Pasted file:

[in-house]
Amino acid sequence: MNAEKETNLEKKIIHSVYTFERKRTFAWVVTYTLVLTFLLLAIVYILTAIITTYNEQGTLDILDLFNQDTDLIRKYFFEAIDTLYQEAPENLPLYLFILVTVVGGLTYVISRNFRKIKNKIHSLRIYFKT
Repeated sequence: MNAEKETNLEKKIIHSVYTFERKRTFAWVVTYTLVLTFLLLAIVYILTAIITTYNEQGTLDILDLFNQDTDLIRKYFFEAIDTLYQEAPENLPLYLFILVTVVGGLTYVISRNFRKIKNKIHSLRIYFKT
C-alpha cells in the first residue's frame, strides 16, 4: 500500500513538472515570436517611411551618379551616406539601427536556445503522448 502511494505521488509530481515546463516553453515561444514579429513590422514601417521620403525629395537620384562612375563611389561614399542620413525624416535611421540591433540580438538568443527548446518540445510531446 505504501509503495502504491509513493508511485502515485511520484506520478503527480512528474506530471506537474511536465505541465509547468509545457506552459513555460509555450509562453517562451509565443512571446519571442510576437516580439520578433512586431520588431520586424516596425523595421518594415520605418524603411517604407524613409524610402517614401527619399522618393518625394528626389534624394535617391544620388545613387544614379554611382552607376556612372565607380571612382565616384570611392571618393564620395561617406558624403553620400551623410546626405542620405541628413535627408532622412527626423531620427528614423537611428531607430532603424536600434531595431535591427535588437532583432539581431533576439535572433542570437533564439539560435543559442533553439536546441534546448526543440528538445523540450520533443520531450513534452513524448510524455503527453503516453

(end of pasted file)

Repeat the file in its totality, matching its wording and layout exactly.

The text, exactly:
[in-house]
Amino acid sequence: MNAEKETNLEKKIIHSVYTFERKRTFAWVVTYTLVLTFLLLAIVYILTAIITTYNEQGTLDILDLFNQDTDLIRKYFFEAIDTLYQEAPENLPLYLFILVTVVGGLTYVISRNFRKIKNKIHSLRIYFKT
Repeated sequence: MNAEKETNLEKKIIHSVYTFERKRTFAWVVTYTLVLTFLLLAIVYILTAIITTYNEQGTLDILDLFNQDTDLIRKYFFEAIDTLYQEAPENLPLYLFILVTVVGGLTYVISRNFRKIKNKIHSLRIYFKT
C-alpha cells in the first residue's frame, strides 16, 4: 500500500513538472515570436517611411551618379551616406539601427536556445503522448 502511494505521488509530481515546463516553453515561444514579429513590422514601417521620403525629395537620384562612375563611389561614399542620413525624416535611421540591433540580438538568443527548446518540445510531446 505504501509503495502504491509513493508511485502515485511520484506520478503527480512528474506530471506537474511536465505541465509547468509545457506552459513555460509555450509562453517562451509565443512571446519571442510576437516580439520578433512586431520588431520586424516596425523595421518594415520605418524603411517604407524613409524610402517614401527619399522618393518625394528626389534624394535617391544620388545613387544614379554611382552607376556612372565607380571612382565616384570611392571618393564620395561617406558624403553620400551623410546626405542620405541628413535627408532622412527626423531620427528614423537611428531607430532603424536600434531595431535591427535588437532583432539581431533576439535572433542570437533564439539560435543559442533553439536546441534546448526543440528538445523540450520533443520531450513534452513524448510524455503527453503516453